Mutual Funds: Portfolio Structures, Analysis, Management, and Stewardshipby John A. Haslem
Despite recent turmoil in the financial markets, the mutual fund industry continues to be one of the extraordinary growth stories in the history of American financial markets. In 1984, net mutual fund assets totaled $370 million. Today, they are at $10.1 trillion. A major reason for their popularity is that mutual funds provide even the smallest investors with… See more details below
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Despite recent turmoil in the financial markets, the mutual fund industry continues to be one of the extraordinary growth stories in the history of American financial markets. In 1984, net mutual fund assets totaled $370 million. Today, they are at $10.1 trillion. A major reason for their popularity is that mutual funds provide even the smallest investors with investment performance and investment alternatives, objectives, and services traditionally reserved for institutional and large individual investors. However, mutual funds also have numerous shortcomings that call for fund stewardship of shareholders, trans-parency in disclosure, investor education, and investor-oriented regulation.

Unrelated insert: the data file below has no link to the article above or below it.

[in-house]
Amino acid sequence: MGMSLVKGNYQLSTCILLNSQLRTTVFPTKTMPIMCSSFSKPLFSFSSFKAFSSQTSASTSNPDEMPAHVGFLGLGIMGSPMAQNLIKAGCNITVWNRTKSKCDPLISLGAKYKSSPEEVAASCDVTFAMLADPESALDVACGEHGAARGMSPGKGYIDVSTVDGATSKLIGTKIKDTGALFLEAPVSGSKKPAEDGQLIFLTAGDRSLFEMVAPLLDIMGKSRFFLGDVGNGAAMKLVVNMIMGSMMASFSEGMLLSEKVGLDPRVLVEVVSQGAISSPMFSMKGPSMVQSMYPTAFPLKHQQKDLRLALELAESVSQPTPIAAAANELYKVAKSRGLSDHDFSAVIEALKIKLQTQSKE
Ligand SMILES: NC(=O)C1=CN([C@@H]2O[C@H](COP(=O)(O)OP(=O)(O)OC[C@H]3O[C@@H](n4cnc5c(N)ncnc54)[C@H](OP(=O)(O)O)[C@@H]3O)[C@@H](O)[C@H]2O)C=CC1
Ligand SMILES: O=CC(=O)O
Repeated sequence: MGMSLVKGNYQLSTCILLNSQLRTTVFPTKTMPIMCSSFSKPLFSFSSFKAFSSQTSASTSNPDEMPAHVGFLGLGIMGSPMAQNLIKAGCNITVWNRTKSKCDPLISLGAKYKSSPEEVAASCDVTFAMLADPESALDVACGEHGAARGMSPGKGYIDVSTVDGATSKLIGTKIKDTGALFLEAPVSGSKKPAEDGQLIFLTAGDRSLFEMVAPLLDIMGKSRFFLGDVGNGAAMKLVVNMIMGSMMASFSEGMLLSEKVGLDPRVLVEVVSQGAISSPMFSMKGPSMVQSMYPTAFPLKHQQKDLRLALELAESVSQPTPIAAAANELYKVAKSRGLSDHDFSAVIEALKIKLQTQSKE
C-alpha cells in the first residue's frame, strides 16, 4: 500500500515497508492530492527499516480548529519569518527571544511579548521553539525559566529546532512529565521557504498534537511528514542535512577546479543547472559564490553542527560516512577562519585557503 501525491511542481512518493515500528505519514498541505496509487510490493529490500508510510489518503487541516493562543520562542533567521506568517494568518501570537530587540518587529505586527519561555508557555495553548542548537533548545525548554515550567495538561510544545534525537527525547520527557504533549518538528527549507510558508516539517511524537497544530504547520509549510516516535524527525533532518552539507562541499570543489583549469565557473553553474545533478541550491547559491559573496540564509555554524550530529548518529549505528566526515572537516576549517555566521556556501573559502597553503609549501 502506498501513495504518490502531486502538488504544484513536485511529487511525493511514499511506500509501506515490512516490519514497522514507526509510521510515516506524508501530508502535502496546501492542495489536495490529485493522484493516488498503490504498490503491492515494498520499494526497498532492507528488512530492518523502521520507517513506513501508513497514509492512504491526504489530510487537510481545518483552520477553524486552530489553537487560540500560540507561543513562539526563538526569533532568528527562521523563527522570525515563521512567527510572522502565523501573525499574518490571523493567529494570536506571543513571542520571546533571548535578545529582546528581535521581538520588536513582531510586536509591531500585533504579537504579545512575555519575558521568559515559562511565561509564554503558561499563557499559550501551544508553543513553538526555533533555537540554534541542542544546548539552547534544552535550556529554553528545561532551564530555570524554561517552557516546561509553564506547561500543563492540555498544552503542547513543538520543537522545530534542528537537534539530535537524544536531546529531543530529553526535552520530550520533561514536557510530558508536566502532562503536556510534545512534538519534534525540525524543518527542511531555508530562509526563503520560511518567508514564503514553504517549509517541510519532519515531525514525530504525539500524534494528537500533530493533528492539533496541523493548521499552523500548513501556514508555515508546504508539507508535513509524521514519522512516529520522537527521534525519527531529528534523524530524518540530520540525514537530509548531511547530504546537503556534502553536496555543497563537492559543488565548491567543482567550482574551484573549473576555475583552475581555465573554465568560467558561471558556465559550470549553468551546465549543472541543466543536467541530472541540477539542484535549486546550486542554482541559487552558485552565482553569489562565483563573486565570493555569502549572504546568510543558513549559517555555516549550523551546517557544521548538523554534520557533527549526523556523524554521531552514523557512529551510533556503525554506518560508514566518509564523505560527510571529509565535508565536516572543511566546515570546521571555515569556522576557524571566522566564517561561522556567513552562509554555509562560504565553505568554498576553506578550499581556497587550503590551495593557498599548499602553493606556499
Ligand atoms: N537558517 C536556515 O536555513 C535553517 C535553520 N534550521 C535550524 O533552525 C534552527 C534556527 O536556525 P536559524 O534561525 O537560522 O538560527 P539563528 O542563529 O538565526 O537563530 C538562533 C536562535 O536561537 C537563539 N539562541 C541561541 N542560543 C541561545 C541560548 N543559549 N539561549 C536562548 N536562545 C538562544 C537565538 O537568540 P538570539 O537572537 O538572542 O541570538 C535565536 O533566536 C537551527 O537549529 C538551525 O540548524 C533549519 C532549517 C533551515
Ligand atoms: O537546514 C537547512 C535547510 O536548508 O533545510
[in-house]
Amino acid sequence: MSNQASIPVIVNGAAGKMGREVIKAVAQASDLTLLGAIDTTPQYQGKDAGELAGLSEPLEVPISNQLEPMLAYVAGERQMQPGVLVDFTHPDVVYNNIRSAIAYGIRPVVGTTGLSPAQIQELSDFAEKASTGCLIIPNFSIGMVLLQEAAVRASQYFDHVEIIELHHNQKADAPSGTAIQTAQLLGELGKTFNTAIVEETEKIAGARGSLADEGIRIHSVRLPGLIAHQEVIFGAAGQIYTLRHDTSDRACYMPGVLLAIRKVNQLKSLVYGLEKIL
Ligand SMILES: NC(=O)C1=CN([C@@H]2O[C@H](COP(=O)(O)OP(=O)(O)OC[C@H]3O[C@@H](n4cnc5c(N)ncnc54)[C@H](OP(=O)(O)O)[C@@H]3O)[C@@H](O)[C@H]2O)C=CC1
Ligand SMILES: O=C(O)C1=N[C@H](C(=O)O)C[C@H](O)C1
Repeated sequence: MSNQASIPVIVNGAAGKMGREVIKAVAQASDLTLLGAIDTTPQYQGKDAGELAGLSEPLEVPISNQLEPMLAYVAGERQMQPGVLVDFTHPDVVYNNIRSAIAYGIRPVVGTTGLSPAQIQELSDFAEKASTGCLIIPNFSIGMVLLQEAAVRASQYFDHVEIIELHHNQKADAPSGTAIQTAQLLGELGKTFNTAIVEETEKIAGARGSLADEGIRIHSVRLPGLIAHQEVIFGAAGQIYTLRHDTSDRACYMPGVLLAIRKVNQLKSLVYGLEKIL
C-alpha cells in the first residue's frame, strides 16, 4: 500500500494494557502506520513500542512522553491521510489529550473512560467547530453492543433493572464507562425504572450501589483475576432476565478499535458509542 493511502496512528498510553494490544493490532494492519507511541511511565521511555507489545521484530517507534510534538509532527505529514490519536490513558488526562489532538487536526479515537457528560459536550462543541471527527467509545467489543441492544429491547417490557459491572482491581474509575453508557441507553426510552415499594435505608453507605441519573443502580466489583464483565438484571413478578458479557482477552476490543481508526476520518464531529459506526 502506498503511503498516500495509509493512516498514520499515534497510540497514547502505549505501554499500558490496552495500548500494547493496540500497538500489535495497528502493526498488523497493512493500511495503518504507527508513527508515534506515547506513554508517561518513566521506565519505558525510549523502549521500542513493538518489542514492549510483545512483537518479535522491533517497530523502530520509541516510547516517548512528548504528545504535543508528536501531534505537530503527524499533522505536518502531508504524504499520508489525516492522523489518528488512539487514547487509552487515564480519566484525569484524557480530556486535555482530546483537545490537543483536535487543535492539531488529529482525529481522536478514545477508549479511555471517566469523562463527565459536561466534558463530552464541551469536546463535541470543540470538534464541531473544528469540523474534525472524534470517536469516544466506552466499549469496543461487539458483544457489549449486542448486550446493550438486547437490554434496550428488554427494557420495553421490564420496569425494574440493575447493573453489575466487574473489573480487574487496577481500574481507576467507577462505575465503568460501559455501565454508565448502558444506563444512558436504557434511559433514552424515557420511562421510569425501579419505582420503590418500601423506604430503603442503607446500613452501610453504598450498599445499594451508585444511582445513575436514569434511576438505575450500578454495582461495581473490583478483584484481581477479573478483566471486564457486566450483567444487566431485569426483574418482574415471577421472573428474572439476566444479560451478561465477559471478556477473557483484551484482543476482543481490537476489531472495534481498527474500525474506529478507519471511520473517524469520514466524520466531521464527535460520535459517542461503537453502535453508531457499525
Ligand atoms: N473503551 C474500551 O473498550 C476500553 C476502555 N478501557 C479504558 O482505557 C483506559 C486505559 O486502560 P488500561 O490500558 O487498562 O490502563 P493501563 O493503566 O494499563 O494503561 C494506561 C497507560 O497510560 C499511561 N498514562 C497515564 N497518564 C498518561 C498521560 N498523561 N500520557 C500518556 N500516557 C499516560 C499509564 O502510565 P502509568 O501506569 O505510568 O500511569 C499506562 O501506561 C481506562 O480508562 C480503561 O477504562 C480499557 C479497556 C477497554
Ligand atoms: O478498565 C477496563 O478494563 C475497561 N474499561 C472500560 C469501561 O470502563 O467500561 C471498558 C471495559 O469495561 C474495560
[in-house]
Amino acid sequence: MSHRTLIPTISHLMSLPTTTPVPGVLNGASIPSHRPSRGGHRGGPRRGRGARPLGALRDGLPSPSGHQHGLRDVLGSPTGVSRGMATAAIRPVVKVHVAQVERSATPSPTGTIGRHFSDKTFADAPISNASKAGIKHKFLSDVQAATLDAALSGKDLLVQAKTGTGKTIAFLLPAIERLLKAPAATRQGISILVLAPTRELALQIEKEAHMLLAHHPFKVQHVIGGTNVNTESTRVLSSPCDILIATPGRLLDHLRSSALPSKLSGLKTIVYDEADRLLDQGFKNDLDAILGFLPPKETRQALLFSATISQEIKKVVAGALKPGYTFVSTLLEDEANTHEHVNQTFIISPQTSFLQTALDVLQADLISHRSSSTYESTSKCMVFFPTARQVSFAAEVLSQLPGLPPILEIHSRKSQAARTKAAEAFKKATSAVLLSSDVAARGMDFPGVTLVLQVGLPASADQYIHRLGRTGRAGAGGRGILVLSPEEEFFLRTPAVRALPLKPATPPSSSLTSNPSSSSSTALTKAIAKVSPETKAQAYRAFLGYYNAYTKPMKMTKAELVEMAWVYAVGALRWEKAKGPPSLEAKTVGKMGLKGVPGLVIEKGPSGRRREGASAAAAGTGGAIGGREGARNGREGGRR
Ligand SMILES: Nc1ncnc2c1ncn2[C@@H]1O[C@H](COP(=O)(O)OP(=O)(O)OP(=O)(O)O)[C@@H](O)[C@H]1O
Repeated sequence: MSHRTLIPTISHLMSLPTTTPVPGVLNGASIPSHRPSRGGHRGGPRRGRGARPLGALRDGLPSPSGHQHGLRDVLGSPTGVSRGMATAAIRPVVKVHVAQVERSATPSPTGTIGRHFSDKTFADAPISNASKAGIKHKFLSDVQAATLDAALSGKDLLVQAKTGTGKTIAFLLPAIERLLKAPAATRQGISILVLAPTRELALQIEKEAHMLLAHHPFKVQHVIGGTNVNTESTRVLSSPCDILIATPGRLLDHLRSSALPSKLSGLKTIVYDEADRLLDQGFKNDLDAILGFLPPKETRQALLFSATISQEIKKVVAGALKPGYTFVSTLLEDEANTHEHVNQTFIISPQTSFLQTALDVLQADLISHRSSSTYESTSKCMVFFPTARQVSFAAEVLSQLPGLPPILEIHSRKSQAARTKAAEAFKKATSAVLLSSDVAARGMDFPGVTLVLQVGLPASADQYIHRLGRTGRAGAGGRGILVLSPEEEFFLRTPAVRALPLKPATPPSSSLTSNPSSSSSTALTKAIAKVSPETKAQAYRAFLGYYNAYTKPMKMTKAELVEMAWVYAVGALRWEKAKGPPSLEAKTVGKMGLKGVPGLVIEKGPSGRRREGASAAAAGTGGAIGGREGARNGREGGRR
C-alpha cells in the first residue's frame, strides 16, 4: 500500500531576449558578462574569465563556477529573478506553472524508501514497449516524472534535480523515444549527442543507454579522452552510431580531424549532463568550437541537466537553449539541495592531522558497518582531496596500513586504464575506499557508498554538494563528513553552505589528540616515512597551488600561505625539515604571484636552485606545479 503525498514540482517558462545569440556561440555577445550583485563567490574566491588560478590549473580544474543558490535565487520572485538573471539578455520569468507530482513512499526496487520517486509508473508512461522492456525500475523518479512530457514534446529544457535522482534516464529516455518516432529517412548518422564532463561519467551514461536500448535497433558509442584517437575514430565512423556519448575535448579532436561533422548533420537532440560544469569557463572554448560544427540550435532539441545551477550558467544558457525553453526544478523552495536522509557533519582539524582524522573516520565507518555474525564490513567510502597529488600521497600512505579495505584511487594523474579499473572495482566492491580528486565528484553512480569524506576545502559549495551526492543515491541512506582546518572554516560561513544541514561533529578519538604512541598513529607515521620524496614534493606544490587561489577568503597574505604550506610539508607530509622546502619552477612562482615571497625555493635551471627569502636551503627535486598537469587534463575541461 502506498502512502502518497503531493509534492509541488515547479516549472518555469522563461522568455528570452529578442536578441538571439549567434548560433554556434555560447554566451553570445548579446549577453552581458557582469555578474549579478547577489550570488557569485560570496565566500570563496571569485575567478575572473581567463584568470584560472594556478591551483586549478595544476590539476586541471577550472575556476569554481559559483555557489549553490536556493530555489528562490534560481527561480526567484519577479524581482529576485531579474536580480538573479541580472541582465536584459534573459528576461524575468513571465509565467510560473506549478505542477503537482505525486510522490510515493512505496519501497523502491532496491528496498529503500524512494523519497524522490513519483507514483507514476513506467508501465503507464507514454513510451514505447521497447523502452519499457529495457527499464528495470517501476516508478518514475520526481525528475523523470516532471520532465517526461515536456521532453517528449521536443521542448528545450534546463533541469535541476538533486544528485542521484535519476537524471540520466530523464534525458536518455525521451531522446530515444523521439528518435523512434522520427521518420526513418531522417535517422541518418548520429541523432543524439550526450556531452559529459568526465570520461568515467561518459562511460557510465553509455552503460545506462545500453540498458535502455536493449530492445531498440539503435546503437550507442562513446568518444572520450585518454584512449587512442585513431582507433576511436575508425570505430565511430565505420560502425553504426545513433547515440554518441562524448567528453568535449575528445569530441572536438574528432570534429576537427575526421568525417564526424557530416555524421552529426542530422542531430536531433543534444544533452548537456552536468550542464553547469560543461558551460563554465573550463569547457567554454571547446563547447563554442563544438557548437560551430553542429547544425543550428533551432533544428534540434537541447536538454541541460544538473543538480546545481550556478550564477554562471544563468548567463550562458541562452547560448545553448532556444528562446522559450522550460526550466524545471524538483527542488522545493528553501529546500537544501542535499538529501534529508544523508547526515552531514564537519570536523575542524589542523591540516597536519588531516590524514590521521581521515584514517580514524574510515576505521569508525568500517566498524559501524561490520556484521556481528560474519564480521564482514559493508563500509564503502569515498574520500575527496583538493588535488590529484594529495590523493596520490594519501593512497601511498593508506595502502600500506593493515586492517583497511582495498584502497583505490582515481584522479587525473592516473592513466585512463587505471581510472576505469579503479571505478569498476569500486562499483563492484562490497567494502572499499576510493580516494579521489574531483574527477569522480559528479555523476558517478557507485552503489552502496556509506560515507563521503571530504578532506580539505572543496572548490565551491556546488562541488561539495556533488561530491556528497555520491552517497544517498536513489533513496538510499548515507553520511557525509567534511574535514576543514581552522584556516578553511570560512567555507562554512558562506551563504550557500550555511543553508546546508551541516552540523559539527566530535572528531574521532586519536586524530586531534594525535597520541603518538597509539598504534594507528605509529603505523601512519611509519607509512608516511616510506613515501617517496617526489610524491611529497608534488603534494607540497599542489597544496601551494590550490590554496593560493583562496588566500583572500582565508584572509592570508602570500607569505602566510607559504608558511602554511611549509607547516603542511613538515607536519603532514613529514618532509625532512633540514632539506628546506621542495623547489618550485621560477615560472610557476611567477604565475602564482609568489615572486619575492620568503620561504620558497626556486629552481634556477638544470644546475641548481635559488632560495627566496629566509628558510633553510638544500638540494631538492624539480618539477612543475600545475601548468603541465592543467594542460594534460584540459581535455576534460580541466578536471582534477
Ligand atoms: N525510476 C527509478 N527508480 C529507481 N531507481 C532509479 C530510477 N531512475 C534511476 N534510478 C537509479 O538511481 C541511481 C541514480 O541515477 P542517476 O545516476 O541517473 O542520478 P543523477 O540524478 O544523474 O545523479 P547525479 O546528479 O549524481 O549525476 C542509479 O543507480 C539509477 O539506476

As part of the Robert W. Kolb Series in Finance, Mutual Funds brings together some of the finest minds in academia, investment management, and mutual fund management to provide the nature and important elements of mutual funds.
Covering major theoretical and management issues in fund analysis and portfolio management, it is an authoritative guide to understanding mutual funds and getting the most out of your investments in them. The authors first provide an overview of the nature, structure, and services of open-end mutual funds, introducing the characteristics of an open-end fund and how they compare to those of alternative investment vehicles. They then explain how the financial markets really work and how prices are setoffering some well-researched cautions about active versus passive portfolio management. The authors go on to discuss specific strategies for investing in mutual funds, making a strong case for index fund investing, and also compare the advantages and disadvantages of mutual funds versus exchange-traded funds (ETFs). The book concludes with a hard look at the recent scandals in the mutual fund industry and offers sound advice on how to evaluate whether the managers of the funds you own are truly acting as trustees of other people's money.
The open-end mutual fund offers investors a range of desirable features, including liquidity, diversification, professional management, and more. For anyone who wants to make more informed decisions about choosing funds, this collection of in-depth contributions will prove to be an essential guide.
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